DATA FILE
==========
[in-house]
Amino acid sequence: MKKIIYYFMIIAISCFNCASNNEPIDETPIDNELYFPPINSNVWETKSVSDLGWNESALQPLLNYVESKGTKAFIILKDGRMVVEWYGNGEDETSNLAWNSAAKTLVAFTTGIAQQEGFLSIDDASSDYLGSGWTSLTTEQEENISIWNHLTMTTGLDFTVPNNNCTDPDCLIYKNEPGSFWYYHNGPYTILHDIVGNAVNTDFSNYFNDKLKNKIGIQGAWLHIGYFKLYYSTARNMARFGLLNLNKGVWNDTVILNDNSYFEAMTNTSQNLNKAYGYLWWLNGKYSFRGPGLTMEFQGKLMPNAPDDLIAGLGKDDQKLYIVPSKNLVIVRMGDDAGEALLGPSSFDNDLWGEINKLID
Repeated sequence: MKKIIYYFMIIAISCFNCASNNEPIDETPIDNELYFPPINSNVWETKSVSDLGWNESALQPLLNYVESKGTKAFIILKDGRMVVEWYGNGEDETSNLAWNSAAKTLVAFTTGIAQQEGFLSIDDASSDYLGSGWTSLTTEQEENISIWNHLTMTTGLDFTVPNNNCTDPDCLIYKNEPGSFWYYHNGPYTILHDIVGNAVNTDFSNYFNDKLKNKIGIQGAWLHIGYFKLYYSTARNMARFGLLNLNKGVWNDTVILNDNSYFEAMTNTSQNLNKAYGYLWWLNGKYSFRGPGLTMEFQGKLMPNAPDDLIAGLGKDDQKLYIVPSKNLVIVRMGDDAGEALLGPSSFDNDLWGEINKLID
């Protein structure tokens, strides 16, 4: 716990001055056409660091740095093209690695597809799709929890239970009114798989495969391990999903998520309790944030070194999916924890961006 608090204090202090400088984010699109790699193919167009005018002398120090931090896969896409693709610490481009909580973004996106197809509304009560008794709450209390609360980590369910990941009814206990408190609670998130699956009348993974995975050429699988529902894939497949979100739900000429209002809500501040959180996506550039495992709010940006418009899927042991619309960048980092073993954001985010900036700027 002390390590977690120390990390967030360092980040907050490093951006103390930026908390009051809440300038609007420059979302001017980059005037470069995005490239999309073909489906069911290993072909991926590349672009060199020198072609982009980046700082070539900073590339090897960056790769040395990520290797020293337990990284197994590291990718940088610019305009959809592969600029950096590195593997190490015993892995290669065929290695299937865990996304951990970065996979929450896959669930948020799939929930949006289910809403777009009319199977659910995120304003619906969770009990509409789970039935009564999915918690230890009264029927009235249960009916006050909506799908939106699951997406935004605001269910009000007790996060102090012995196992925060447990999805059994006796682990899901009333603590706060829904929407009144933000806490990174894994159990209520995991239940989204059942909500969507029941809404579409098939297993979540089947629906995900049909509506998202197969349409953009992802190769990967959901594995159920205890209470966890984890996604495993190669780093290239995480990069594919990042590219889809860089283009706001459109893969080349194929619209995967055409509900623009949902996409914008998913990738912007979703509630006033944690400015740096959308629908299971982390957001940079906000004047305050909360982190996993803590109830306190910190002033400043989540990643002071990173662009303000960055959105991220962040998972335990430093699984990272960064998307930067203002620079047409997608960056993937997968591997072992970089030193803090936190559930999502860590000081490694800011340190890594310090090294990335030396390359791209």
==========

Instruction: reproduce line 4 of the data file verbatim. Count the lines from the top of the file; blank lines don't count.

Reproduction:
């Protein structure tokens, strides 16, 4: 716990001055056409660091740095093209690695597809799709929890239970009114798989495969391990999903998520309790944030070194999916924890961006 608090204090202090400088984010699109790699193919167009005018002398120090931090896969896409693709610490481009909580973004996106197809509304009560008794709450209390609360980590369910990941009814206990408190609670998130699956009348993974995975050429699988529902894939497949979100739900000429209002809500501040959180996506550039495992709010940006418009899927042991619309960048980092073993954001985010900036700027 002390390590977690120390990390967030360092980040907050490093951006103390930026908390009051809440300038609007420059979302001017980059005037470069995005490239999309073909489906069911290993072909991926590349672009060199020198072609982009980046700082070539900073590339090897960056790769040395990520290797020293337990990284197994590291990718940088610019305009959809592969600029950096590195593997190490015993892995290669065929290695299937865990996304951990970065996979929450896959669930948020799939929930949006289910809403777009009319199977659910995120304003619906969770009990509409789970039935009564999915918690230890009264029927009235249960009916006050909506799908939106699951997406935004605001269910009000007790996060102090012995196992925060447990999805059994006796682990899901009333603590706060829904929407009144933000806490990174894994159990209520995991239940989204059942909500969507029941809404579409098939297993979540089947629906995900049909509506998202197969349409953009992802190769990967959901594995159920205890209470966890984890996604495993190669780093290239995480990069594919990042590219889809860089283009706001459109893969080349194929619209995967055409509900623009949902996409914008998913990738912007979703509630006033944690400015740096959308629908299971982390957001940079906000004047305050909360982190996993803590109830306190910190002033400043989540990643002071990173662009303000960055959105991220962040998972335990430093699984990272960064998307930067203002620079047409997608960056993937997968591997072992970089030193803090936190559930999502860590000081490694800011340190890594310090090294990335030396390359791209």